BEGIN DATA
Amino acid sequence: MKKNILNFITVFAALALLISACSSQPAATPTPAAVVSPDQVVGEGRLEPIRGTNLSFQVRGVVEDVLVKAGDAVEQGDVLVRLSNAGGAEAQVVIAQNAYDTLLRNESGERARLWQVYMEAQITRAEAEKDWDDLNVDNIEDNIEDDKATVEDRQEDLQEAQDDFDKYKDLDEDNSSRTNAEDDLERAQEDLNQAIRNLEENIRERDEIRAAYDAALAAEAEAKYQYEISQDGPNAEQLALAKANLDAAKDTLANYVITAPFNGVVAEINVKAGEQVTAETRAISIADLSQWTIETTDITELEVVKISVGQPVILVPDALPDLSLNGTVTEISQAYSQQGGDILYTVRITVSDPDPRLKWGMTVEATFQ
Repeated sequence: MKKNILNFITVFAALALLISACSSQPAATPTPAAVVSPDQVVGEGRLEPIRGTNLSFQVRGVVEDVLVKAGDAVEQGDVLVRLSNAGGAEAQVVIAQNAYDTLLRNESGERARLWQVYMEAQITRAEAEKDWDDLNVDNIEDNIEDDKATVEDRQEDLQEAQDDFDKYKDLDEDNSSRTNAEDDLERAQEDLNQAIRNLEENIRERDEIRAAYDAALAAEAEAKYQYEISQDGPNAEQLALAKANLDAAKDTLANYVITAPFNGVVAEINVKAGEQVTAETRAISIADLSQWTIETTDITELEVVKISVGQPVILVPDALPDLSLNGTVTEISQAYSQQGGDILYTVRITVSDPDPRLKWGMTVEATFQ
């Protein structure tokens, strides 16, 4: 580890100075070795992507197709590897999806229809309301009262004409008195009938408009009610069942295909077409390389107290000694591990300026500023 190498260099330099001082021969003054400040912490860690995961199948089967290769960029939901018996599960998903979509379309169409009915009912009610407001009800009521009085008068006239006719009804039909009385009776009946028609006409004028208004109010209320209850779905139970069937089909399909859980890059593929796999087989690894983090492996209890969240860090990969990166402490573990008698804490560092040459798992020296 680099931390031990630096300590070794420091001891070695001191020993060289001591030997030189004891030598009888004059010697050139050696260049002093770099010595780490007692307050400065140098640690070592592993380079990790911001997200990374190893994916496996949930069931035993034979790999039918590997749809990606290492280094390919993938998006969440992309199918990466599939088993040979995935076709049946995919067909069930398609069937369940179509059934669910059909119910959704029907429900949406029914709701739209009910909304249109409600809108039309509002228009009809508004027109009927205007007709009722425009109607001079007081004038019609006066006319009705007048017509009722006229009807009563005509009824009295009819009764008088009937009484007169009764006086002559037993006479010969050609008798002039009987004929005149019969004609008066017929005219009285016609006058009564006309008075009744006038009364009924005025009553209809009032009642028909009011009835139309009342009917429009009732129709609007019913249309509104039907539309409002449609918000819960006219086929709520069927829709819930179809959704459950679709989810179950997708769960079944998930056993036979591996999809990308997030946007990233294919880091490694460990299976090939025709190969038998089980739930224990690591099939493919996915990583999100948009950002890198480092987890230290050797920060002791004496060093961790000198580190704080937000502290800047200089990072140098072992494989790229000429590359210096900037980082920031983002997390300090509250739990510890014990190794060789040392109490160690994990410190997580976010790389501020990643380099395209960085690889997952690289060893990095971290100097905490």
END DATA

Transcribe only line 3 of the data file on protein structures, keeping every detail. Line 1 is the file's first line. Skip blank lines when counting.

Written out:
């Protein structure tokens, strides 16, 4: 580890100075070795992507197709590897999806229809309301009262004409008195009938408009009610069942295909077409390389107290000694591990300026500023 190498260099330099001082021969003054400040912490860690995961199948089967290769960029939901018996599960998903979509379309169409009915009912009610407001009800009521009085008068006239006719009804039909009385009776009946028609006409004028208004109010209320209850779905139970069937089909399909859980890059593929796999087989690894983090492996209890969240860090990969990166402490573990008698804490560092040459798992020296 680099931390031990630096300590070794420091001891070695001191020993060289001591030997030189004891030598009888004059010697050139050696260049002093770099010595780490007692307050400065140098640690070592592993380079990790911001997200990374190893994916496996949930069931035993034979790999039918590997749809990606290492280094390919993938998006969440992309199918990466599939088993040979995935076709049946995919067909069930398609069937369940179509059934669910059909119910959704029907429900949406029914709701739209009910909304249109409600809108039309509002228009009809508004027109009927205007007709009722425009109607001079007081004038019609006066006319009705007048017509009722006229009807009563005509009824009295009819009764008088009937009484007169009764006086002559037993006479010969050609008798002039009987004929005149019969004609008066017929005219009285016609006058009564006309008075009744006038009364009924005025009553209809009032009642028909009011009835139309009342009917429009009732129709609007019913249309509104039907539309409002449609918000819960006219086929709520069927829709819930179809959704459950679709989810179950997708769960079944998930056993036979591996999809990308997030946007990233294919880091490694460990299976090939025709190969038998089980739930224990690591099939493919996915990583999100948009950002890198480092987890230290050797920060002791004496060093961790000198580190704080937000502290800047200089990072140098072992494989790229000429590359210096900037980082920031983002997390300090509250739990510890014990190794060789040392109490160690994990410190997580976010790389501020990643380099395209960085690889997952690289060893990095971290100097905490």